Students as Customers: Participatory Design for Adaptive Web 3.0

Students as Customers: Participatory Design for Adaptive Web 3.0

Lei Shi (University of Warwick, UK), Alexandra I. Cristea (University of Warwick, UK) and Craig Stewart (Coventry University, UK)
DOI: 10.4018/978-1-4666-7262-8.ch014
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Abstract

The World Wide Web is changing, from the early Web 1.0 to the Social Web 2.0 and beyond to Web 3.0 interfaces, but more importantly, the users of the Web are also changing, and their numbers are increasing rapidly in line with this evolution. In e-Learning, it is essential to be able to keep up with these trends and provide personalized social interaction. Here, our main customers are our students, but these customers do not come unprepared: they already have a great deal of Web experience, especially in the areas of Social Networking Sites (SNS) and online interaction. Thus, it is essential to improve approaches used in the past, where learners were only involved in the receiving part of the delivery process. This chapter therefore proposes and explores applying participatory design methodologies in the early stages of the social adaptive educational hypermedia system design process, showing also its benefits for further design, implementation, and usage.
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1. Introduction

The Web of today looks totally different from that of the past. Its main driving forces are less the technologies and mechanisms, but its thriving user communities. There are over 2.4 billion Web users in the world, according to KPCB Web Trends (Meeker & Wu, 2013). Moreover, younger generations have embraced the Web as a normal part of their lives, on which they spend a great amount of time. For instance, according to Everfi (Everfi, 2013), 13% of the 5500 American young teens surveyed admitted to spending more than five hours a day online, 16% of them admitted to spending 3-5 hours, and 40% of them admitted to spending 1-3 hours.

In education, e-Learning is flourishing, with most universities and even schools having a clear e-presence and a varying proportion of online materials, including usage of e-Learning systems and learning management systems (such as MOOCS, Moodle, or older systems such as Blackboard, WebCT, etc.). However, e-Learning lags somewhat behind in embracing the new technologies, techniques and interaction models, for instance e-Learning in the business (through lifelong learning) or mobile sectors (ubiquitous learning).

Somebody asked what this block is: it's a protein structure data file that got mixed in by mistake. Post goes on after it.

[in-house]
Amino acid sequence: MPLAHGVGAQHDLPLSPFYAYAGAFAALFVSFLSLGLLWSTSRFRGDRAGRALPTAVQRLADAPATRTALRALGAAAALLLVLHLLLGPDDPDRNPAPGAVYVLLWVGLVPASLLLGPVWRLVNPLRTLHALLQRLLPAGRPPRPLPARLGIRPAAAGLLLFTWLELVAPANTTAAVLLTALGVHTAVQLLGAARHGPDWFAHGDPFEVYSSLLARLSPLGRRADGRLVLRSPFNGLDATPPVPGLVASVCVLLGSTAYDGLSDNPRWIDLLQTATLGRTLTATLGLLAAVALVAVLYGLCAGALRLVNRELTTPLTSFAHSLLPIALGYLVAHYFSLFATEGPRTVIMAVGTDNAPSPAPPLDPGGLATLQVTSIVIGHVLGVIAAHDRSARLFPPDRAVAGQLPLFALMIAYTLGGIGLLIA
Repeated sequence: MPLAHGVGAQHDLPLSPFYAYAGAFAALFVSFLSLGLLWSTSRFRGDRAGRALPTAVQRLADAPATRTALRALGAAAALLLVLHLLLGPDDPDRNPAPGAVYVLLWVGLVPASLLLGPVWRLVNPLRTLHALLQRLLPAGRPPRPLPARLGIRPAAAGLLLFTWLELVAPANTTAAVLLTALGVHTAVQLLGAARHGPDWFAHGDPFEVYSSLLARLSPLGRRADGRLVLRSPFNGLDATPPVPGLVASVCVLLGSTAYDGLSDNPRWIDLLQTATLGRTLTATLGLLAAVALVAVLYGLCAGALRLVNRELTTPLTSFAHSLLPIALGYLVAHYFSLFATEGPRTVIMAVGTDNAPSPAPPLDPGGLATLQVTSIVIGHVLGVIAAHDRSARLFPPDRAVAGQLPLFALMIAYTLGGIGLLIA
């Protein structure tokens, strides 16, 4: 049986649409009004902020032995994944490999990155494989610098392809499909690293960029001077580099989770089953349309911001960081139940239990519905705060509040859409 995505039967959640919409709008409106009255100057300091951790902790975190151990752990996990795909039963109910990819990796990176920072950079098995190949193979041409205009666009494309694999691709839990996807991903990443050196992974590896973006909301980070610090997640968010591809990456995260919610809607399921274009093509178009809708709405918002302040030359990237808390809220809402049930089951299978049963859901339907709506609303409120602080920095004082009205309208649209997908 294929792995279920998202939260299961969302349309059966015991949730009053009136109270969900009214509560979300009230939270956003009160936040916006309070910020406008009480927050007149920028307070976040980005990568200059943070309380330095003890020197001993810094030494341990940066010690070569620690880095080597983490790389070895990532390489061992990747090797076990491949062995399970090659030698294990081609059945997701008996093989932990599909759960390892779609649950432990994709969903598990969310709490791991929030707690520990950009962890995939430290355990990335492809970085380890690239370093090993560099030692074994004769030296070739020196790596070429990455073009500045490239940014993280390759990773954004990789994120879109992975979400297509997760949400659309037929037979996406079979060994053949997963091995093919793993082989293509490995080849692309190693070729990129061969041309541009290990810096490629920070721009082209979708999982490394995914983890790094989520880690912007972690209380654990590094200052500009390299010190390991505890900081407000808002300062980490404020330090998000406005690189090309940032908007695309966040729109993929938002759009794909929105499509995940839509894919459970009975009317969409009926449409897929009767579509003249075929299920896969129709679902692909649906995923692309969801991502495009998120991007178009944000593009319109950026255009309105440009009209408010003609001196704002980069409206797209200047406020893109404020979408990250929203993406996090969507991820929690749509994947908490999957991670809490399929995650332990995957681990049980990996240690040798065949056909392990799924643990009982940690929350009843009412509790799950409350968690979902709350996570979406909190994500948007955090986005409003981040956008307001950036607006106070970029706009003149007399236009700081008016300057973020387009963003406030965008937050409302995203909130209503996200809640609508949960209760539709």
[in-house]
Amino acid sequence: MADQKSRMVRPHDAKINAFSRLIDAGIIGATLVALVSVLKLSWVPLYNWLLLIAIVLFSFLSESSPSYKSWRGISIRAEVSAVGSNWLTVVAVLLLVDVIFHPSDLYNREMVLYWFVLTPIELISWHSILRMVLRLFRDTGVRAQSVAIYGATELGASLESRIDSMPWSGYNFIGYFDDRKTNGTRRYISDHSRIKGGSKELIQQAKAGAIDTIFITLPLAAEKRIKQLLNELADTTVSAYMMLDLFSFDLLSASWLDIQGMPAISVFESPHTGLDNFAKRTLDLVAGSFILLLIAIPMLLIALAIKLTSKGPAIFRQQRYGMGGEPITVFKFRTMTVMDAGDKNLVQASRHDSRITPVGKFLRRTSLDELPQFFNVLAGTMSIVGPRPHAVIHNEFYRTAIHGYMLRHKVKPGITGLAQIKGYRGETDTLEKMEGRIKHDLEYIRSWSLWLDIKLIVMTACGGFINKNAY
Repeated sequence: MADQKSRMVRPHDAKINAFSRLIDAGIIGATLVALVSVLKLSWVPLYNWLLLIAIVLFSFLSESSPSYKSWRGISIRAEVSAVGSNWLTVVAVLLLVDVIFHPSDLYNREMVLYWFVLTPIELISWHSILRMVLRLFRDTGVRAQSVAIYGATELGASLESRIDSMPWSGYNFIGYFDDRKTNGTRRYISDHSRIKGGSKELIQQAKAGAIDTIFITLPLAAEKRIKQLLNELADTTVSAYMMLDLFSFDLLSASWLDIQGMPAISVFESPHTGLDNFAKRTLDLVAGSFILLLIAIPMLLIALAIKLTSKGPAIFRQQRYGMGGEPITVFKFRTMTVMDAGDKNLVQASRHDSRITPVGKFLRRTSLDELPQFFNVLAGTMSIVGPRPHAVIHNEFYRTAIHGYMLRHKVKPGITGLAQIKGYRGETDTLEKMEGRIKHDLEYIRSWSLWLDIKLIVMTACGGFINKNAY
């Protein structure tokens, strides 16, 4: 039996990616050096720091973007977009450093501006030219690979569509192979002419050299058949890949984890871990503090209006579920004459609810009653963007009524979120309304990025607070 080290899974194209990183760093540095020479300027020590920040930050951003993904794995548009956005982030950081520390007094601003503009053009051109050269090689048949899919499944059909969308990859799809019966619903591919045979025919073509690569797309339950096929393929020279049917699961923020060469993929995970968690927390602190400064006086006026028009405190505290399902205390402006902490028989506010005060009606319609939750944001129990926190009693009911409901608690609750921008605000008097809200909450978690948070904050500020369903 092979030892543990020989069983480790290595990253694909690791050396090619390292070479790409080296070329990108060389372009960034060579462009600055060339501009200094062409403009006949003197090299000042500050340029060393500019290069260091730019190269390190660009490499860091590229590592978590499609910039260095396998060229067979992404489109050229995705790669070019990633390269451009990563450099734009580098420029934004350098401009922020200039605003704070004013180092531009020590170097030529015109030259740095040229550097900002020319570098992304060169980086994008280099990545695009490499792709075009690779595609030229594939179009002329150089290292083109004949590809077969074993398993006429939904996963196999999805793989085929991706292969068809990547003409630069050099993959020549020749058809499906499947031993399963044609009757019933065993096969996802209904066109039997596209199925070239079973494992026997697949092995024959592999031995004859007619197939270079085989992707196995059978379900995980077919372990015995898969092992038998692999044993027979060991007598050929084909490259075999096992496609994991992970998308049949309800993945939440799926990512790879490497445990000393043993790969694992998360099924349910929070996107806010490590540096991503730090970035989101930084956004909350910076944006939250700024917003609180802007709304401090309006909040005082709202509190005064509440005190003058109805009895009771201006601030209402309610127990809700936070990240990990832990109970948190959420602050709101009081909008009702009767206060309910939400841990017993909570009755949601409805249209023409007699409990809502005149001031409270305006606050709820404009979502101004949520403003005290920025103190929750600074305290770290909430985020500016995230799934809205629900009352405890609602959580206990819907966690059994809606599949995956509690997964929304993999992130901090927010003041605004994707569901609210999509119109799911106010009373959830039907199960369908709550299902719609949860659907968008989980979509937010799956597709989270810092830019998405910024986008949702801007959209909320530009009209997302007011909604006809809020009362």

In this global context, there is already a good body of research available to support the benefits of personalized education, both offline and online. Targeting the latter, the research area of Adaptive Hypermedia (AH) and Adaptive Educational Hypermedia (AEH) (Brusilovsky, 2001) has been growing rapidly during the past 20 years. It has resulted in a plethora of AEH systems (AEHS) to support, verify and evaluate the newly proposed models, system architectures and methodologies. Researchers in this area have been focusing on posing and answering the six major questions that define the core of adaptation, initially introduced by Brusilovsky (1996), namely, 1) what can we adapt? 2) what can we adapt to? 3) why do we need adaptation? 4) where can we apply adaptation? 5) when can we apply adaptation? and 6) how do we adapt?. Asking (and answering) these questions enables researchers to define adaptation process, in order to design an AEHS that better identifies a learner’s knowledge level, learning goal, preferences, stereotypes, cognitive and learning styles, etc. (Brusilovsky, 2004) to provide adaptive and adaptable learning content, navigation, presentation and interaction. Whilst researchers (and system designers) are of importance during the AEHS design process, the other crucial role that has often been neglected is that of the customer of an AEHS (such as the learner or end-user).

Indeed, with the ever-increasing commoditization of learning, and the rise in fees (especially for higher education), students tend to act more like customers than passive recipients of knowledge, as they have often been considered in the past. They also come normally with a very good background on Web 2.0 (as in social) and some Web 3.0 (as in both personalized and social) systems and platforms, albeit with less knowledge in the area of e-Learning (including pedagogy and meta-cognition of life skills such as Learning to Learn). Indeed with the rise of this ‘student-as-client’ paradigm, the business of higher learning has broken the bounds of the traditional university structures and ‘exploded’ onto the Web. MOOCs are an excellent example of this, with vast numbers of students (often 100,000+) being able to access courses designed by leading teachers and researchers. These courses, like all previous non-AEH courses, fall into the ‘one-size-fits-all’ trap (Brusilovsky, 2012), in that delivery of these learning materials are not personalized to the learner in anything other than a superficial manner. Therefore AEH research and development has a great deal to offer the business of education, especially in using MOOCs (and Learning Management Systems (LMS) such as Moodle) as a vehicle for delivering a personalized lesson to a large scale audience over the course of their working life.

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